Adrenergic effects on reentrant ventricular rhythms in subacute myocardial infarction.
BACKGROUND Reentry has been shown to be a mechanism of ventricular arrhythmias elicited by programmed premature stimulation in the subacute ischemic period of dogs subjected to myocardial infarction. The spatial distribution of refractoriness in these hearts has been shown to play an important part in the formation of functional arcs of conduction block during programmed ventricular stimulation. Because the adrenergic nervous system influences cardiac arrhythmias and myocardial infarction can directly affect sympathetic innervation in the heart, we investigated the role of the sympathetic nervous system on reentry in the canine heart 4 days after infarction.
METHODS AND RESULTS The influences of adrenergic stimuli on the initiation of reentrant ventricular excitation were studied using a 128-channel computerized recording system in the canine heart 4 days after ligation of the left anterior descending coronary artery. Bilateral stimulation of the ansae subclavia preferentially improved conduction of premature beats in the normal zones. This corresponded to an improvement in excitability, as measured by a decrease in stimulus strength at the same premature coupling interval as control. Consequently, the effective refractory period was preferentially shortened at normal sites but not at ischemic sites. Both of these changes contributed to a shift of the arc of functional conduction block toward more normal tissue. As a result, sites proximal to the arc of functional conduction block had more time to recover excitability and thereby were available to be reexcited by the distal activation wave front. Conversely, intravenous infusion of norepinephrine preferentially shortened the effective refractory period of sites in the ischemic zone, thereby indicating that denervation hypersensitivity had occurred at these sites. The spatial dispersion of refractoriness and the arc of functional conduction block were significantly reduced in size. As a consequence, previously inducible reentrant rhythms were no longer inducible.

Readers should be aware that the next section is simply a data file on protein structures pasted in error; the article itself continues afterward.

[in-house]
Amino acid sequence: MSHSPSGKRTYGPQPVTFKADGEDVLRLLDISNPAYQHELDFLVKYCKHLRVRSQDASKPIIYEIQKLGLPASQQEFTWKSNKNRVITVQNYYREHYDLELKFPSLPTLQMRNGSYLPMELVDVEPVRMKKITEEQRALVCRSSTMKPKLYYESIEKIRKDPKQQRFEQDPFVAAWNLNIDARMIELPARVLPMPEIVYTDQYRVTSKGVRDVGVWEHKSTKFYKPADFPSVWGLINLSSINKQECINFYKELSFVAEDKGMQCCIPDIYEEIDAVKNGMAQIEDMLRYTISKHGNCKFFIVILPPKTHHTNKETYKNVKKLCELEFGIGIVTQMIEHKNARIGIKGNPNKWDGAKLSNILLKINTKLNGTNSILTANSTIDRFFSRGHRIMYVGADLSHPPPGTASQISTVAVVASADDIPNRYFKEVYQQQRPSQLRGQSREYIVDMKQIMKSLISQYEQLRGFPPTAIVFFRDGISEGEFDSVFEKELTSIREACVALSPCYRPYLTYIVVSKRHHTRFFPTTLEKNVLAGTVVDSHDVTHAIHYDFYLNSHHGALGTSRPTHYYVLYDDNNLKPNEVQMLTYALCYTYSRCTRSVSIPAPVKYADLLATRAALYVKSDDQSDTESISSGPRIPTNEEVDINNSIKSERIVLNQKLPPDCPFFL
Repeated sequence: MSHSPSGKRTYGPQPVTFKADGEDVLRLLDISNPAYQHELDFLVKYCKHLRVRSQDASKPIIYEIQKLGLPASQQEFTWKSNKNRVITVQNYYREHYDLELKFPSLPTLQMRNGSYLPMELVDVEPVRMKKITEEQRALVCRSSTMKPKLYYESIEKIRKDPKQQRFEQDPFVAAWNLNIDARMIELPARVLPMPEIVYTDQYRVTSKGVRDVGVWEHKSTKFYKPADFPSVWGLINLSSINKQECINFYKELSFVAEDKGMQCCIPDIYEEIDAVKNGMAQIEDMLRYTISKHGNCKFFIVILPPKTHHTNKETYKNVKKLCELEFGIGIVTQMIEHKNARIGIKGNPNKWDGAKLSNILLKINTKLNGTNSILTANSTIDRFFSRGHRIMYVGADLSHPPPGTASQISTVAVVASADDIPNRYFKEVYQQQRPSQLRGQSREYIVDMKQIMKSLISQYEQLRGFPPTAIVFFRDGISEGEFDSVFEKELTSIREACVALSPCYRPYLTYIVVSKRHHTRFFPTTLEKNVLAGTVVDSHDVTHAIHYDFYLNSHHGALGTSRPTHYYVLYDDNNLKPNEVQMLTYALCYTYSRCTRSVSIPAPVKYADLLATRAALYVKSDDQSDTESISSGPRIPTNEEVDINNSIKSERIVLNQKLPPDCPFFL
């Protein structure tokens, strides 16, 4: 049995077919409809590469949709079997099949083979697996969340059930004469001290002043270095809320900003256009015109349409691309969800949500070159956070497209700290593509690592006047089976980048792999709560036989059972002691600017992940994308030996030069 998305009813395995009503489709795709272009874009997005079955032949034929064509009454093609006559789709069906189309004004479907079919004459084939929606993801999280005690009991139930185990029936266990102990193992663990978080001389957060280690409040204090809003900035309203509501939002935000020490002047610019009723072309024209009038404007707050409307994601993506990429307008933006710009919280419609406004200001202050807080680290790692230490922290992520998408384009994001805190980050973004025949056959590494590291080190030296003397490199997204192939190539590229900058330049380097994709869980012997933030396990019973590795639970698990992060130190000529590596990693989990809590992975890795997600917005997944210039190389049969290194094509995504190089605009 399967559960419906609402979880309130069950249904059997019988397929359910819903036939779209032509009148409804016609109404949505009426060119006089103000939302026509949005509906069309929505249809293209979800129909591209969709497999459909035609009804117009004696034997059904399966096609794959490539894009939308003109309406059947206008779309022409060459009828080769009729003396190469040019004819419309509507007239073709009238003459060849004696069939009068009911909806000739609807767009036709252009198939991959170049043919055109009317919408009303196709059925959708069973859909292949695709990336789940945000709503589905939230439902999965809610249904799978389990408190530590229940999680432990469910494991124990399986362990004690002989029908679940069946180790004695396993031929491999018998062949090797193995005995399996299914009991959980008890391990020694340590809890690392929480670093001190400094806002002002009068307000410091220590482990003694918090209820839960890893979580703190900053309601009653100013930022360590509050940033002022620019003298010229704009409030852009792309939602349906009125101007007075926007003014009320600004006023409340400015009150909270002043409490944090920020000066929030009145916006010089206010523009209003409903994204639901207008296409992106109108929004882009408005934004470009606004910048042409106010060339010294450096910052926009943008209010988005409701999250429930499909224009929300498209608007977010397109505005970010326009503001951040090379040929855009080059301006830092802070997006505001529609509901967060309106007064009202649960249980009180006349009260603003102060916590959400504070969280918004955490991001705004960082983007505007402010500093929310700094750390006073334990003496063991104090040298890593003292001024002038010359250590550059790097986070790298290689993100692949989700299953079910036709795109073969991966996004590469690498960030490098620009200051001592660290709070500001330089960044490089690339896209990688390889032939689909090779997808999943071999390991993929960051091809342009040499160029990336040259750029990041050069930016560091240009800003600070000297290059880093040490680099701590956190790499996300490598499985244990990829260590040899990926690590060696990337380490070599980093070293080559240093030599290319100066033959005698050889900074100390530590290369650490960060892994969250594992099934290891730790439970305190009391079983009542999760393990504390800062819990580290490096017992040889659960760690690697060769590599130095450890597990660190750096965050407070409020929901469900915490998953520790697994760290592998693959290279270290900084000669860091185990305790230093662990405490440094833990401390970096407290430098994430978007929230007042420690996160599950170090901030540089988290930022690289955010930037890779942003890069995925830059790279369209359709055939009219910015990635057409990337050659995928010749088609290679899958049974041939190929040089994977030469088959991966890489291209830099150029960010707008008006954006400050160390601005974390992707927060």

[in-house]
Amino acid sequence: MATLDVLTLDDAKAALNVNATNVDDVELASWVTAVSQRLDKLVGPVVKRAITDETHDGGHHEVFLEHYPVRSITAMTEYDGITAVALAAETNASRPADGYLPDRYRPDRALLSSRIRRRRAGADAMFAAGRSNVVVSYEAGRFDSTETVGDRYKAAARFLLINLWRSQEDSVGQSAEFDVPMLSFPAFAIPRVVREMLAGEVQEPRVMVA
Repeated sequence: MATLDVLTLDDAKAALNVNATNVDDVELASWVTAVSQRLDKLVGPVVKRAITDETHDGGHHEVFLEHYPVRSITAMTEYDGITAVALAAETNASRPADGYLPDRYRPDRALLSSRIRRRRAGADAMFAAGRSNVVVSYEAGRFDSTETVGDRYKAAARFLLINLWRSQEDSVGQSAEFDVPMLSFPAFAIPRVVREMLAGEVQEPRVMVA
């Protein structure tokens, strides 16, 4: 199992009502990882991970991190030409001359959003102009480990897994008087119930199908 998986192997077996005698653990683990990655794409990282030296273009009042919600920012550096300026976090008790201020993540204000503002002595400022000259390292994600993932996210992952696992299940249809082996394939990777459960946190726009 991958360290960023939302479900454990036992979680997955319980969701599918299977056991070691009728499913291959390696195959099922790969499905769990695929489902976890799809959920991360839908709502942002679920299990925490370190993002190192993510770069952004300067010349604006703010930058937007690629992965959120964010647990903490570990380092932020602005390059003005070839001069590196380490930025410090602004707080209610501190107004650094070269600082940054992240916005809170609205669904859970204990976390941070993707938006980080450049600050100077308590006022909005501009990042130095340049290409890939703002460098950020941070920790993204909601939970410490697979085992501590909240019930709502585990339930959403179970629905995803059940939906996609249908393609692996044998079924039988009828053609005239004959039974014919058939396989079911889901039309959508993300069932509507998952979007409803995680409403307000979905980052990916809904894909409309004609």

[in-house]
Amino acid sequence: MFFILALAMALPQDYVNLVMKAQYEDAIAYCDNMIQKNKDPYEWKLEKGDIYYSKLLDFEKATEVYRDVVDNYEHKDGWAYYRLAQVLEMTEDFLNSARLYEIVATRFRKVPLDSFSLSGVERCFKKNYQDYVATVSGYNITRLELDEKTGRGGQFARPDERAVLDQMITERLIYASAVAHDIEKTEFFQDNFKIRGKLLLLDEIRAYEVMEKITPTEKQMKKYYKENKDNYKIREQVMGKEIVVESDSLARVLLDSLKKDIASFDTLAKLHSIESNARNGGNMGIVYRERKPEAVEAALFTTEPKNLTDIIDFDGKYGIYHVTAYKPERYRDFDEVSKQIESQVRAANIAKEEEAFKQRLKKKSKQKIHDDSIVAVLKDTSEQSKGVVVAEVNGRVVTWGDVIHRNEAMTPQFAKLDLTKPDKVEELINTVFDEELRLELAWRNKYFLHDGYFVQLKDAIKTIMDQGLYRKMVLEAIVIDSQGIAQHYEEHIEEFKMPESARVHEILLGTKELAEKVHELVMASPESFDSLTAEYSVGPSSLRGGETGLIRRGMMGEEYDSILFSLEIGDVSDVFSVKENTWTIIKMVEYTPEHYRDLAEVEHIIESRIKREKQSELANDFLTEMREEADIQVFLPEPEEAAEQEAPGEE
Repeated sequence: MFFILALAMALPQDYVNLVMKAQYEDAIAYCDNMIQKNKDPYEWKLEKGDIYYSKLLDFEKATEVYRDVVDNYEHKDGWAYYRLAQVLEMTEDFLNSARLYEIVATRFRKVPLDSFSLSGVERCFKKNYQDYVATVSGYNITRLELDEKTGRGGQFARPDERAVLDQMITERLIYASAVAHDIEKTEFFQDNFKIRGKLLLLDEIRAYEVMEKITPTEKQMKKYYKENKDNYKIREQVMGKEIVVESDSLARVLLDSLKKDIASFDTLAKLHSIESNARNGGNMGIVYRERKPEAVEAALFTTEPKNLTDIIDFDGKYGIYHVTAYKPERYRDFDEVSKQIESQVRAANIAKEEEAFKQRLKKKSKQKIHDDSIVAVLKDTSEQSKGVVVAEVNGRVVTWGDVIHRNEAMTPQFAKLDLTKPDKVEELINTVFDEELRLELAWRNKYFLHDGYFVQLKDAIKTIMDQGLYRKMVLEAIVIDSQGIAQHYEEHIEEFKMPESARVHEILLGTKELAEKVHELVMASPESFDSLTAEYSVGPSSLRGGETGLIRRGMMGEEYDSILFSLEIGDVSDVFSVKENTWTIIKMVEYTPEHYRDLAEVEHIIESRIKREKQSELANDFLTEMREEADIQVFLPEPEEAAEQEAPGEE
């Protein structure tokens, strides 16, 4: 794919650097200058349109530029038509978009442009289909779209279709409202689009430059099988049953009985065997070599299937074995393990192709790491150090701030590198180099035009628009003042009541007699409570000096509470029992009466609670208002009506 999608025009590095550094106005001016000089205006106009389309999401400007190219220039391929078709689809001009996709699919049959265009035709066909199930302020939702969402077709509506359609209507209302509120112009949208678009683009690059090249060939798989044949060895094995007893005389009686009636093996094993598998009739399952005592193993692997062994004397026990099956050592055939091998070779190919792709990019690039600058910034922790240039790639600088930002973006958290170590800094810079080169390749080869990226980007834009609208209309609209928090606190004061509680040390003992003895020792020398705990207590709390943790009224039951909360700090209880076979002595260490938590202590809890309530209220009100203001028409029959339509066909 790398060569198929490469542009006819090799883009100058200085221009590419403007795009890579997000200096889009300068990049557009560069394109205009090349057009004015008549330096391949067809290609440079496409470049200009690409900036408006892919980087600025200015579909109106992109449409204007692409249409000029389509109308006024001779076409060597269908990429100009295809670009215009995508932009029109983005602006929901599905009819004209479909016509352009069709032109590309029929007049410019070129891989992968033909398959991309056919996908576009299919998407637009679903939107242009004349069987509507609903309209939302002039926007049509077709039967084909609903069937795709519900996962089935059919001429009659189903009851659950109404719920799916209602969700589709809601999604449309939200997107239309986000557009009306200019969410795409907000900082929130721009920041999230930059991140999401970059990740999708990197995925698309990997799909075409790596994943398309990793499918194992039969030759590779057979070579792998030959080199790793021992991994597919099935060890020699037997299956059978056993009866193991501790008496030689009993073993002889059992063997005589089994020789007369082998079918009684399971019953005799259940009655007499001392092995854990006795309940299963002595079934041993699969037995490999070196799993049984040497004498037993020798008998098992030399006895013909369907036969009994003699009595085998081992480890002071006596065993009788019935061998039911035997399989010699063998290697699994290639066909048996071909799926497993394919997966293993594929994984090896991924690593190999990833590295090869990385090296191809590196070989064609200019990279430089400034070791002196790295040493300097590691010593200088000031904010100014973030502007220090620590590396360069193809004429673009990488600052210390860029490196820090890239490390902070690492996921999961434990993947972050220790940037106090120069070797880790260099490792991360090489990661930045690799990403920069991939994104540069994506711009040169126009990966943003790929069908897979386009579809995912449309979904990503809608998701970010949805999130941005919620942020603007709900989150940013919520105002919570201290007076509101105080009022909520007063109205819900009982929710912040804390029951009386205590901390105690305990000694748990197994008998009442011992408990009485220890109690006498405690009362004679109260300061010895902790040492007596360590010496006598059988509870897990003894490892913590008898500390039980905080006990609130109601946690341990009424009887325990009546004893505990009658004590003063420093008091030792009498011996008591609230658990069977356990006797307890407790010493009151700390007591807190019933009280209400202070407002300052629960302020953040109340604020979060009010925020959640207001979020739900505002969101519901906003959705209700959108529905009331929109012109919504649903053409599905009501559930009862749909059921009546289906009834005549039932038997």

CONCLUSIONS Sympathetic stimulation can be considered an arrhythmogenic intervention, whereas norepinephrine infusion may be considered antiarrhythmic in this experimental model.
- Copyright © 1992 by American Heart Association